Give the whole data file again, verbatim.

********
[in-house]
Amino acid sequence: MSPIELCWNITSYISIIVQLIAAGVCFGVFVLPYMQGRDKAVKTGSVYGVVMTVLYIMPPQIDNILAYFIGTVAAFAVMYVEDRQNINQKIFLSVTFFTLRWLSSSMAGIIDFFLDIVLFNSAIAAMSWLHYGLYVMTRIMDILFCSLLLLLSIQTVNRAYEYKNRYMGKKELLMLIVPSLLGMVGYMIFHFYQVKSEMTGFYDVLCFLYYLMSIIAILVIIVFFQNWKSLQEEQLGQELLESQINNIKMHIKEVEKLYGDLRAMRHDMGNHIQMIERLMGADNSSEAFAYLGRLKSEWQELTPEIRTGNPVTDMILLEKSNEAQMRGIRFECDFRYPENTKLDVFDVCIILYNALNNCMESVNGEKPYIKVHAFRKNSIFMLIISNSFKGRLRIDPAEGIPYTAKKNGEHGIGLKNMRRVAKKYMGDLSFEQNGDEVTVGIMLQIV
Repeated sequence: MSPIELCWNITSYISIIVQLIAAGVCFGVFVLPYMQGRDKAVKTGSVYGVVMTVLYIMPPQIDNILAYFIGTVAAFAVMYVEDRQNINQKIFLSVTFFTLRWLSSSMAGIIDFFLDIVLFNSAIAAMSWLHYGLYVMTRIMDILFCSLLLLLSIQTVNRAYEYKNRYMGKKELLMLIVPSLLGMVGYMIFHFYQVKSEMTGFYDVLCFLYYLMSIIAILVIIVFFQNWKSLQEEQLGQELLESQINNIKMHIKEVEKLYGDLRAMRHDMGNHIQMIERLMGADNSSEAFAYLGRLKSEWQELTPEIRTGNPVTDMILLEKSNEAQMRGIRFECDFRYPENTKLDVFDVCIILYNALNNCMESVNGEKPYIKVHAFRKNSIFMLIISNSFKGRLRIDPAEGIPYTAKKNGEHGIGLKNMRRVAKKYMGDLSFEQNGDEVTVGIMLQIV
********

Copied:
[in-house]
Amino acid sequence: MSPIELCWNITSYISIIVQLIAAGVCFGVFVLPYMQGRDKAVKTGSVYGVVMTVLYIMPPQIDNILAYFIGTVAAFAVMYVEDRQNINQKIFLSVTFFTLRWLSSSMAGIIDFFLDIVLFNSAIAAMSWLHYGLYVMTRIMDILFCSLLLLLSIQTVNRAYEYKNRYMGKKELLMLIVPSLLGMVGYMIFHFYQVKSEMTGFYDVLCFLYYLMSIIAILVIIVFFQNWKSLQEEQLGQELLESQINNIKMHIKEVEKLYGDLRAMRHDMGNHIQMIERLMGADNSSEAFAYLGRLKSEWQELTPEIRTGNPVTDMILLEKSNEAQMRGIRFECDFRYPENTKLDVFDVCIILYNALNNCMESVNGEKPYIKVHAFRKNSIFMLIISNSFKGRLRIDPAEGIPYTAKKNGEHGIGLKNMRRVAKKYMGDLSFEQNGDEVTVGIMLQIV
Repeated sequence: MSPIELCWNITSYISIIVQLIAAGVCFGVFVLPYMQGRDKAVKTGSVYGVVMTVLYIMPPQIDNILAYFIGTVAAFAVMYVEDRQNINQKIFLSVTFFTLRWLSSSMAGIIDFFLDIVLFNSAIAAMSWLHYGLYVMTRIMDILFCSLLLLLSIQTVNRAYEYKNRYMGKKELLMLIVPSLLGMVGYMIFHFYQVKSEMTGFYDVLCFLYYLMSIIAILVIIVFFQNWKSLQEEQLGQELLESQINNIKMHIKEVEKLYGDLRAMRHDMGNHIQMIERLMGADNSSEAFAYLGRLKSEWQELTPEIRTGNPVTDMILLEKSNEAQMRGIRFECDFRYPENTKLDVFDVCIILYNALNNCMESVNGEKPYIKVHAFRKNSIFMLIISNSFKGRLRIDPAEGIPYTAKKNGEHGIGLKNMRRVAKKYMGDLSFEQNGDEVTVGIMLQIV